Segregated Spaces at the UNC School of Dentistry, 1953

Signpost showing two signs with arrows: "Patient Information White" and "Patient Information Colored"
Detail from a photo of the UNC School of Dentistry, ca. 1950s, showing directions to the segregated information counters. UNC Photo Lab Collection (P0031).

The University of North Carolina enforced racial segregation in campus buildings well into the mid 20th century. There is clear evidence of this in documents, publications, and in the recollections of people who studied and worked at Carolina. However, photographs of segregated spaces at UNC are often hard to find. Recently we found a couple of photos from the UNC Photo Lab collection that provide clear evidence of how public spaces on campus continued to be segregated by race into the 1950s.

Sign on a wall reading "Colored Waiting Room. 103 A thru F"
Detail from a photo of the UNC School of Dentistry, ca. 1950s, showing a sign for the “Colored Waiting Room.” UNC Photo Lab Collection (P0031)

These photos are from a series taken by university photographers to publicize the opening of the new dental school building at Carolina. The new dental building (now known as “First Dental”) was a significant milestone in dental education and service at Carolina — in addition to teaching and learning facilities, the new building marked the beginning of patient services offered by the School of Dentistry. Dentistry faculty and students offered clinical services to patients from the local community and across North Carolina. A memo about the opening of the new building states: “There are separate, complete facilities for white and for Negro patients.” (Records of UNC President Gordon Gray, collection 4008, folder 383). The description of separate facilities was repeated in a Daily Tar Heel story about the dental building in December 1952.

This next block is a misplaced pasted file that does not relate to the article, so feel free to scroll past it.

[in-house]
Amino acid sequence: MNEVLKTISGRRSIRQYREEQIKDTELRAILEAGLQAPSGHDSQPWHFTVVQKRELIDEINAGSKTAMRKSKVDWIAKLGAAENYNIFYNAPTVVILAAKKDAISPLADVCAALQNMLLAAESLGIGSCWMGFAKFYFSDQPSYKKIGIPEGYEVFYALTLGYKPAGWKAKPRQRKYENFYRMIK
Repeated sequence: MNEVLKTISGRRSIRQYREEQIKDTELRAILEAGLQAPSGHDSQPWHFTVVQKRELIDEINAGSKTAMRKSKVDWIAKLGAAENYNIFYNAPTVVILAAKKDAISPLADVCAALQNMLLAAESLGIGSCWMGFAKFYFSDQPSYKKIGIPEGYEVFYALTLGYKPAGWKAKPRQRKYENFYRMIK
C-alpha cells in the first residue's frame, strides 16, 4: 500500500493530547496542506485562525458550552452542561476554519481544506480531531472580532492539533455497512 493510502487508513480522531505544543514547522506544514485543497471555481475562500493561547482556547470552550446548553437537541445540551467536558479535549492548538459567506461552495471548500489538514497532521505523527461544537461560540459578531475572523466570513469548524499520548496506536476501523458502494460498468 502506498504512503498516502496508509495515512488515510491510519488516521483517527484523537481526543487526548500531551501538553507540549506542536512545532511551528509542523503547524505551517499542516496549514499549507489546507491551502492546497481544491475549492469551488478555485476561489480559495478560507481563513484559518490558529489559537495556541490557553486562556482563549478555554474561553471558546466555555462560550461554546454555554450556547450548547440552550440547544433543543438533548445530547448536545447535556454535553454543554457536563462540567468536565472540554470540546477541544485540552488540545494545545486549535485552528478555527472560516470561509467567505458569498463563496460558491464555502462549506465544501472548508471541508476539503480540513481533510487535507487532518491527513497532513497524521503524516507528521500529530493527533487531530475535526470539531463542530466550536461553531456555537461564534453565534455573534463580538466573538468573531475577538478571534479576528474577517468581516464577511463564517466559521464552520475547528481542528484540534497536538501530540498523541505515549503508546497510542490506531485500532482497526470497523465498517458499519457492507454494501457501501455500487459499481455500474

The note about facilities for Black patients was intentional. The University clearly wanted to highlight the fact that it would be offering dental services to Black patients who might otherwise rightly have assumed that they would not be admitted to medical facilities at Carolina. However, the announcement was also clear to specify that the spaces would be segregated by race.

The publicity photos also included two showing patients in the separate waiting rooms. It’s hard to tell whether or not these photos represent typical conditions in the waiting rooms, but the differences are striking. The waiting room for white patients is spacious and shows just two people waiting. The waiting room for Black patients is significantly more crowded, with every seat full and one of the patients having to stand.

Waiting room at the UNC School of Dentistry, ca. 1950s. Image shows two white women sitting on couches, one reading a magazine, the other holding a teacup.
Waiting room at the UNC School of Dentistry, ca. 1950s. This appears to the waiting room for white patients.
Waiting room at the UNC School of Dentistry. The room is full, with Black patients filling every seat and one woman standing.
Waiting room at the UNC School of Dentistry, ca. 1950s. This appears to be the separate waiting room for Black patients.

It is noteworthy that the University established segregated patient spaces in 1952, just over a year after UNC was forced to begin admitting Black students to graduate programs. In the summer of 1951, Black students entered Carolina for the first time, enrolling in the School of Law, the College of Arts and Sciences, and the School of Medicine, which was adjacent to the new dental building.

It’s not clear, at least from our initial research, how long the facility continued to operate separate waiting rooms for Black and white patients. When local high school students began challenging segregated businesses in Chapel Hill in February 1960, the protests soon spread to UNC buildings. In April 1963, the UNC chapter of the NAACP picketed North Carolina Memorial Hospital in protest of continued racial segregation of some hospital patients. Most likely racial segregation in the hospital and dental facilities continued in some form until the passage of the federal Civil Rights Act in 1964.

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